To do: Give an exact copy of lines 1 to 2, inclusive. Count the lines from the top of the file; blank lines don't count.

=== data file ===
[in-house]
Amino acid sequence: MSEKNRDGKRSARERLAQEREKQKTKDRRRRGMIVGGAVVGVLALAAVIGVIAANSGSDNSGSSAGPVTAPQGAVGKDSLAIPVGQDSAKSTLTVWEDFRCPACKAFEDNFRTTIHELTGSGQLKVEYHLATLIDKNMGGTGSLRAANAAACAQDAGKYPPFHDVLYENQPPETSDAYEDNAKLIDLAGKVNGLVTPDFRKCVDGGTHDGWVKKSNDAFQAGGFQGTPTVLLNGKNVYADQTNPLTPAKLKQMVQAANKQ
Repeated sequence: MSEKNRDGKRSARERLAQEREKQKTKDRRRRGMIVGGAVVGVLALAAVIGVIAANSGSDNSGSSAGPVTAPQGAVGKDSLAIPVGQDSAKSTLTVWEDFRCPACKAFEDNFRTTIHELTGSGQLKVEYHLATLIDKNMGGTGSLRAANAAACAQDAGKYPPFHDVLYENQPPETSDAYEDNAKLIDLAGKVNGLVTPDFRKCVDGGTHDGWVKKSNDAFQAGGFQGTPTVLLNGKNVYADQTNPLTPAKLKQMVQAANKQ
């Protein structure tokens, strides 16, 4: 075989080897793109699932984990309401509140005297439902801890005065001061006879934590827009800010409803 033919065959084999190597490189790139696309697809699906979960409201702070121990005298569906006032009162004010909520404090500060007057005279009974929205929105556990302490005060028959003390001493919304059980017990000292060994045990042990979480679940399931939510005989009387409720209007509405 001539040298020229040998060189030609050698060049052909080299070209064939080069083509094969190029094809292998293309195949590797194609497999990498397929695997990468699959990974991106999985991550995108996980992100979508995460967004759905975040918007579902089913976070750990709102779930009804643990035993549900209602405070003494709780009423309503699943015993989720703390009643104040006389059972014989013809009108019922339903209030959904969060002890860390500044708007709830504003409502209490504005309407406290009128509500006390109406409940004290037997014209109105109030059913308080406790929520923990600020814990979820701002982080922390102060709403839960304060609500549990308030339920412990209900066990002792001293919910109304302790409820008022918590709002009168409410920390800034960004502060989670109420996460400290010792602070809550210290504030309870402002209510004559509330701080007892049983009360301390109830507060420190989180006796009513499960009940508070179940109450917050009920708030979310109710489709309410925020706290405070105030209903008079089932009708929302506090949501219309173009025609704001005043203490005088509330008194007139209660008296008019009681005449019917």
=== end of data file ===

[in-house]
Amino acid sequence: MSEKNRDGKRSARERLAQEREKQKTKDRRRRGMIVGGAVVGVLALAAVIGVIAANSGSDNSGSSAGPVTAPQGAVGKDSLAIPVGQDSAKSTLTVWEDFRCPACKAFEDNFRTTIHELTGSGQLKVEYHLATLIDKNMGGTGSLRAANAAACAQDAGKYPPFHDVLYENQPPETSDAYEDNAKLIDLAGKVNGLVTPDFRKCVDGGTHDGWVKKSNDAFQAGGFQGTPTVLLNGKNVYADQTNPLTPAKLKQMVQAANKQ